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Springfield daily republic. (Springfield, O. [Ohio]) 1887-1888, November 09, 1887, Image 3

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Persistent link: http://chroniclingamerica.loc.gov/lccn/sn87076917/1887-11-09/ed-1/seq-3/

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Plttsburc, Cincinnati? and pM. Louis Katl
a) Cuinpanj fan UaniUe lloute.
Under schedule lu effect September is,
1S!7, trains leave Springheld. central stand
ard time, for Xenla, Cincinnati and Colum
bus, T:15 a. in., for Davton f7:15 a. in.,
for Xenia and Indianapolis flOrJO a. in.,
forXenia, Cincinnati, C'oluuibus. Indian
apolis and Chicago. 5:ll) p. m.; for Xeuia,
Dajton and Cincinnati, f 3:25 p. ui.
Trains arrive in Springfield at f7:15 and
10rJU a. in.. 5:00 p. m. and 5:40 i. ni.
Daily, fDaily except Sunday.
Sam Doiuis, Ticket Agent
Clnaland, Volnmbua, Cincinnati M
inmasmpolU Railway.
S NUbt Express.
12 New Tore a lloiton Expresi
2 Cleveland a Eastern Kxureu
t SewTorttLlnUtedExprma
emus surra.
Mlcht Express
27 bPK.. Ctn. X Wea. Kx
i un. i lying uucKrre-
.10 am
. 3.15 pm
2J0 as
. 1.30 p!
S Cincinnati Indianapolis Express.
S Cleveland Cincinnati ExDreu
SClntl..lnd..St.LoullKan. Ex i5pni
S Xlcht Kxpress.
,.7X1 am
. 1.TI pm
1 Cm Hviui: BuckeTe . ...
3 Clevelan A. Ciuclunatl Kmress
Arm lurk, Uoston A Cincinnati ix- a pm
Klcht Express -. IJSam
32 OiTtou. 3prliiKfleldAccora.fr't 8 .Vara
U Sew lork A Boston Limited 9J0am
2 Cleveland a Eaatern Express 3.15 pm
in Cincinnati A bprineaeld Aocom Sju pm
l Sew York Limited Express 9.tt pm
;'o. 12 baa through sleepera to .Nt lor a and
Boston without change.
No. 4 Is tbe tainous limited express, com
posed onUrri? ct sleepers, east ot Clevelsi a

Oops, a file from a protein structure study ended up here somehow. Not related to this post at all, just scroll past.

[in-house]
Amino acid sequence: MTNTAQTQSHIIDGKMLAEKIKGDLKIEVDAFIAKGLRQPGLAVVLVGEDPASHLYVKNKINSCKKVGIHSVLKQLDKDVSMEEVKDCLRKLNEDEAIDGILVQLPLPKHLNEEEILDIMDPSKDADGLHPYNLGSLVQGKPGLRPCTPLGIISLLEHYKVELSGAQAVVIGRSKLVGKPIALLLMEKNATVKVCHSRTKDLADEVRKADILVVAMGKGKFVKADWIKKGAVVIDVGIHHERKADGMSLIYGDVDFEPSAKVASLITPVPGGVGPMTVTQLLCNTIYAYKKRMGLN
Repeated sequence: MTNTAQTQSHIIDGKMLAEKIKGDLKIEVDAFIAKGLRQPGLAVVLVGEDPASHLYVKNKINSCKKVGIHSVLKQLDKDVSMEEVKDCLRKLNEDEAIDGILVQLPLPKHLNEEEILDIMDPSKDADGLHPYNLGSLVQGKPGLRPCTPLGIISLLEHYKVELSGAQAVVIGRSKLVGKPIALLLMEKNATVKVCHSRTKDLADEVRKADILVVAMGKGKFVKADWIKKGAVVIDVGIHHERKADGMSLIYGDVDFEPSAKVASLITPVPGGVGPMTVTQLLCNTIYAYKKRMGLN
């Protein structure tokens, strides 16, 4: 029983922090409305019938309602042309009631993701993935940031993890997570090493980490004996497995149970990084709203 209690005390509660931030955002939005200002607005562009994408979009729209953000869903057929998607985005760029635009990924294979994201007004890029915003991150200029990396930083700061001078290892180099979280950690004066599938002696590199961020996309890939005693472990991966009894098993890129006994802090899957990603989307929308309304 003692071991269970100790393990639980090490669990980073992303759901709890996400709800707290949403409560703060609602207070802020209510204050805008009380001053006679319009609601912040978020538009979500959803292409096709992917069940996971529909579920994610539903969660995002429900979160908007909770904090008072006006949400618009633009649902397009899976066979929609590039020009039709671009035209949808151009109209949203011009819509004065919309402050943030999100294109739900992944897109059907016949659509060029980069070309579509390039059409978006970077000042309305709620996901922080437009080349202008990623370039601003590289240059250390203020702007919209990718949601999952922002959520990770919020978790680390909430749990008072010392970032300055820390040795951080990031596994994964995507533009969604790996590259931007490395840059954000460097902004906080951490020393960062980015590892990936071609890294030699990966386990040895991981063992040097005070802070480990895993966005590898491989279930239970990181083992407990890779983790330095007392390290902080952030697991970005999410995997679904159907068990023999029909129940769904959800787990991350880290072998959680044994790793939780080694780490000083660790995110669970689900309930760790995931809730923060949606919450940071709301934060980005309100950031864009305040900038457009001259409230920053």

Throff.n. sleepers from Springfield. Makes
Kewlorkln 2UX hours and Boston In Kb
a. n. kniqht.
A. n. Ticket Acent,
D. U. M A RII X. Arcade Uepot.
u. f. A. ScrlnsCeld.O.
Indiana, ltlooiulngton and Wentrrn Kail,
I Cincinnati Kxpress..
Tbe flag ot the Union still waves tri
umphantly, and the utterance of Ohio's
gallant governor that "ao rebel rligs will
be surrendered white I am governor" lies
received an endorsement from the people
o tlie Unckeve state unequaled since the
diys ot -.vision and treason. Returns ate
Incomplete, but .sufficient Is known to def
initely state that Governor Forakcr's plu
rality will be at least 30,000 and may prob
ably reach figures far in excess of these.
The spirit of honest government, loyalty
and equal rights have sjiokcn. and have
spoken In such tones that those who have
erred In these respects may take heed.
These sentiments have no place among the
people of O' lo.
The result in Xew York stite is still In
doubt at lu'dnight, this willing, ami fur
ther returns are necessary to netermlne re
sults, but the indications are that the
republican ticket Is defeated by a small
majority. Pennsylvania takfs her accus
tomed place in the republican line, as does
Iowa, Massachusetts and Illinois, while
the south remains solid. On the
wholo it was a good day for
republicans anil especially for 01 io
republicans, and (irover has been given fair
w.triiiiig,that his place will be wanted after
th expiration of his present term.
5 SanJuiky and Springfield Kx
3 Columbus Mall -
1 Xight Express
f Chicago. s 1. L. a- Kan. City llm
7 Sandusky Mall
3 Chicago, et- L. X Kan. City Ex
1SE1VK raou rui.
: Eastern Express
t Atlantic Mall ..
Sew York Limited
. 14alD
. 6.vam
. 10 Si am
. SU5pm
. M 45 a m
. 12pm
. 24,'iam
. 10 4.5 a m
. 535pm
M 55 a m
4 35
ntrjETCOixo a'xsr.
1 X'.'I.t Fiiress . . 205
' ' 1 . . i-t i..A Kin ntylltn Tula
3 Chliji, t. L. J; lwan. City Ex 5 15 p m
Ohio Sutlirrn Railroad.
3 Ualnbrldge'.ccommodatlon-..
2 Lakeside Express
1 1'ut-ln-lUy txpreas.
S MnlbgnetJ and f'.uidusky Ex
2 Columbus Express
4 Atlantic Mat!
K CiUmbns Accom;aodation.
5 New York Limited !